Mid-term night in Old World Wines. And you know how much I love to study. Nevertheless, I decided not to wait until an hour before the test to peruse my notes; I actually got a few days' worth of revision in. Enough to do moderately well on the multiple-choice, which I think I did. Maps? Not so much. And the wines? I think that was, quite possibly, my worst blind tasting ever.
I've heard the stories from the pros - the ones gunning for their Master Sommelier certification, whose fine-tuned palates and proboscises can sniff out how the sun was shining on the day the grapes were picked on the Cote de Brouilly. How they walked into a blind tasting and suddenly their senses went completely out of whack.
That was me last night. It was as if my nose had checked out, my tongue took a nap and the CPU that was my brain sent up a few error messages before finally crashing. And no amount of Ctrl+Alt+Delete was going to get it back online.
I couldn't smell anything, I couldn't taste anything. The white smelled white, the reds, red. They were all the same. About the only thing that seemed to work was my sense of tannin, which appeared to be running on overdrive. I wrote what I could, took a stab at guessing the varietal and joined the other students outside. But I didn't stress too much; everyone else was wearing that same deer-in-headlights expression of "what the hell just happened in there?"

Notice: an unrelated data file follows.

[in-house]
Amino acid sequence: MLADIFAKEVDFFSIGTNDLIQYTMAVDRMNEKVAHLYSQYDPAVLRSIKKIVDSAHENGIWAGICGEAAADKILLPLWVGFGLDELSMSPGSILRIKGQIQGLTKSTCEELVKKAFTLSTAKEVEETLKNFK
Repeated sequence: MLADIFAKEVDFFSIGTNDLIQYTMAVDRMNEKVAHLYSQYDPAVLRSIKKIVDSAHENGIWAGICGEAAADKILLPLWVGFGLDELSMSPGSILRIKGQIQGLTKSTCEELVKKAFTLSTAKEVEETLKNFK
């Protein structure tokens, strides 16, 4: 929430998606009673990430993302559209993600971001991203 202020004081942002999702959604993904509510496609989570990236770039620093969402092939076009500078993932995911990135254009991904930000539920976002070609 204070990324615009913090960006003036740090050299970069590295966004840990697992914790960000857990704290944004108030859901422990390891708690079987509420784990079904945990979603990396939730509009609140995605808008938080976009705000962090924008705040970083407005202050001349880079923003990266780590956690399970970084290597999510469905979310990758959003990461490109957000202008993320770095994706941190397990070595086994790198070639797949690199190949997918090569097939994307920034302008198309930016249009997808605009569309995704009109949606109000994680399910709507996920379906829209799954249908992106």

Keep you posted on the results. Until then, enjoy this refreshing gewurz from last week's class on Germany: Gewurztraminer 2006 Baden Badischer Winzerkellerei. Complex aromas of perfume, subtle pear and petrol. Lychee, pear and tart citrus to taste, but not overpowering like standard New World gewurz seem to be (guess I need to start drinking more Old World gewurz.) Nice spice and warmth from the alcohol. Medium body, well balanced, with a long-ish tart-fruit finish.